A Mexico book by Bruce Stores
Available from www.amazon.com (Paperback)
For years, I have been curious about “the isthmus,” or more formally “The Isthmus of Tehuantepec,” perhaps in part because Frida Kahlo loved so much the traditional clothing of this rarely visited section of southern Mexico, or perhaps because I love the Zapotec rugs that come out of those indigenous communities. Indeed, the Zapotec language is the common tongue. The Isthmus of Tehuantepec is “without a doubt strategically significant as it provides a narrow land bridge between the Pacific Ocean and the Gulf of Mexico. But it is nowhere near Mexico’s major cities or the beaten tourist track.”
The Isthmus of Tehuantepec is that narrowest part of Mexico, where the distance between the Gulf of Mexico and the Pacific Ocean is shortest, 125 miles. The isthmus actually runs north and south, with the states of Tabasco and Chiapas east, and the states of Veracruz and Oaxaca west.
Bruce Stores has given us a very interesting book about this region, The Isthmus, Stories from Mexico’s Past, 1495-1995.
I picked up the book, looked at the attractive cover, and thought, wow, 350 pages of history about the isthmus is more than I want to read.
In fact Stores makes it simple. He gives us eleven chapters (followed by an epilogue), each of which is about one segment of Isthmus history that either had particular significance or is of contemporary significance to us. Here they are:
- Chapter One The Final Years of Binni gula’sa’ 1495-1519
- Chapter Two The Conquest 1519-1564
- Chapter Three Haremos Tehuantepec: The 1660 Rebellion 1660-1661
- Chapter Four Gregorio Meléndez 1810-1853
- Chapter Five The French Intervention 1861-1867
- Chapter Six Che Gómez 1905-1964
- Chapter Seven Baptism by Fire: Juchitán Students in Mexico City 1967-1968
- Chapter Eight Stirrings of Political Change 1968-1974
- Chapter Nine PRI Strikes Back 1977-1978
- Chapter Ten COCEI Rebounds 1978-1981
- Chapter Eleven The Free City of Juchitán 1981-1983
Stores then presents the historical material through a series of stories. It is a work, the author acknowledges, of “historical fiction.” For me, because I love stories, the history then became fascinating.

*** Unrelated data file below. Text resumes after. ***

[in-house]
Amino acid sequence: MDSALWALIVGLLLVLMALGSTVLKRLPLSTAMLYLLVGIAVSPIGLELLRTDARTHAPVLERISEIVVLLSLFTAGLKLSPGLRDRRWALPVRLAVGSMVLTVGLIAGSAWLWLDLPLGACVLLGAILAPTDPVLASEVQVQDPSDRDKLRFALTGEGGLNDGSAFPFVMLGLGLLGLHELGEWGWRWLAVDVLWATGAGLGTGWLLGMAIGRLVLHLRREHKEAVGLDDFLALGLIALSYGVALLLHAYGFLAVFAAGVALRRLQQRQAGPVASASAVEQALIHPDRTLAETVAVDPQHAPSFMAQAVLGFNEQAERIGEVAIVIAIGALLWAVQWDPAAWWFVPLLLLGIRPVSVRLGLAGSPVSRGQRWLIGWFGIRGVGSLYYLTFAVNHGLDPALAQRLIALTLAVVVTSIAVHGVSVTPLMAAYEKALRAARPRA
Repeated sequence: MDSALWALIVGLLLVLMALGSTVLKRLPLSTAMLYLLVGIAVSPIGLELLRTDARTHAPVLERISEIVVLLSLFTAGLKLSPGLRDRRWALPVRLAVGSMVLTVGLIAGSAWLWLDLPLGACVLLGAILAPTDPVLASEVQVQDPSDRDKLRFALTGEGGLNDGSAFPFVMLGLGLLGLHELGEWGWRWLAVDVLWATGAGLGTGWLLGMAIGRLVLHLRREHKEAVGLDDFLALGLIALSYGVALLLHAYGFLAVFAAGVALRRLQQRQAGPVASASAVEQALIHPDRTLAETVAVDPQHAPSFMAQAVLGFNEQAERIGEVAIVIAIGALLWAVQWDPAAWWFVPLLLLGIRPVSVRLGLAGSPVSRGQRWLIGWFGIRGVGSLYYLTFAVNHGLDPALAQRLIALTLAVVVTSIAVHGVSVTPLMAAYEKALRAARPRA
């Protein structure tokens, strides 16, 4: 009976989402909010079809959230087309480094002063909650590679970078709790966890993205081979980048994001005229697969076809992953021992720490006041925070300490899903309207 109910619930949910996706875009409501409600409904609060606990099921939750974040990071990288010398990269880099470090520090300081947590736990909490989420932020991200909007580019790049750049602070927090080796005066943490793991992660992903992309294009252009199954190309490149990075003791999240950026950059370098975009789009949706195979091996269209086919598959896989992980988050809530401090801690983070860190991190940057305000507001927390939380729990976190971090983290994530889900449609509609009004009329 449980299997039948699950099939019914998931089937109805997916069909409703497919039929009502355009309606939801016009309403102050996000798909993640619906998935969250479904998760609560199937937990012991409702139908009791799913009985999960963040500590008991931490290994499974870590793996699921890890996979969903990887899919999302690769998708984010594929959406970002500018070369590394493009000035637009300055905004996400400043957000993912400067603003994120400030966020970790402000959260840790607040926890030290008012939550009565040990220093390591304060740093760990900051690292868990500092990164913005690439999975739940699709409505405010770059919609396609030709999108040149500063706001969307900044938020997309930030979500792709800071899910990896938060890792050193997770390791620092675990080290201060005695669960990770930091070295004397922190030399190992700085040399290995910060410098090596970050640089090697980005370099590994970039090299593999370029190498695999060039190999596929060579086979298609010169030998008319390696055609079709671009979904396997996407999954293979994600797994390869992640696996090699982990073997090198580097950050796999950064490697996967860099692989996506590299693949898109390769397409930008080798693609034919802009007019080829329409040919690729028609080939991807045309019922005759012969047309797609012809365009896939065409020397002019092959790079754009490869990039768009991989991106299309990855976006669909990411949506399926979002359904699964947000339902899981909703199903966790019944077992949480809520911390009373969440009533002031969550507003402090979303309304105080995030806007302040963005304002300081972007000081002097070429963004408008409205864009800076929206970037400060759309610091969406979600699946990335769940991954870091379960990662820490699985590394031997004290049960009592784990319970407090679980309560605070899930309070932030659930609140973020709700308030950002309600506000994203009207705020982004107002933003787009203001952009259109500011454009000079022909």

To further smooth the way, Stores focuses on the most indigenous town, Juchitán, rather than on its rival, Tehuantepec, which is depicted as a largely Spanish city, exercising (for centuries) power over Juchitán. The struggle for power is at the heart of the book: “A reoccurring theme in this 500-year history of Isthmus natives has been their continuous struggle for local control of their land and its resources.”
Along the way we also pick up interesting historical curiosities: “The commonly used term in Mexico, ‘Zapoteco’ is a Spanish adaptation of the Aztec wording, Zapotécatl, which means in the Aztec tongue, ‘another type of Indian.'”
The first chapter, “The Final Years of the Binni gula’sa’ 1495-1519,” begins by introducing us to a beautiful young woman, “Chitugui’ (yellow bird)… grinding maize on a metate,” but soon we discover that the Binni gula’sa’, like so many indigenous communities, is about to be attacked by the much more powerful Aztecs (who live far to the north) to provide living bodies to sacrifice to their war god, Huitzilopochtli. When the people of the isthmus resist, the Aztec ruler first sends warriors disguised as merchants to determine their military strength and later a complete army to attack the Binni gula’sa’. In the course of the story, a talented young warrior — now a general because of his services to King Cosijoeza — falls in love with Chitugui.
By Chapter Seven — “Baptism by Fire Juchitán Students in Mexico City 1968” — we are well into modern times. Here we meet two students from the isthmus, Alberto and Emilio, who are in Mexico City to study at the University, but who find themselves pulled into the political movements that preceded the 1968 Olympic Games, which culminated in President Díaz Ordaz ordering police and military forces to fire on the thousands of students gathered at the central plaza:
“Coming to the aid of the police were military forces. They were equipped with armored cars and tanks. The forces surrounded the square and sent live rounds of machine gun fire directly into the crowd, hitting not only the protestors, but also others who were present for reasons unrelated to the demonstration. Demonstrators and passersby alike — including children — were hit by bullets. Mounds of bodies soon lay on the ground. The killing continued through the night, with soldiers operating house-to-house sweeps in the apartment buildings adjacent to the square. Witnesses to the event would later claim that bodies were removed by garbage trucks.”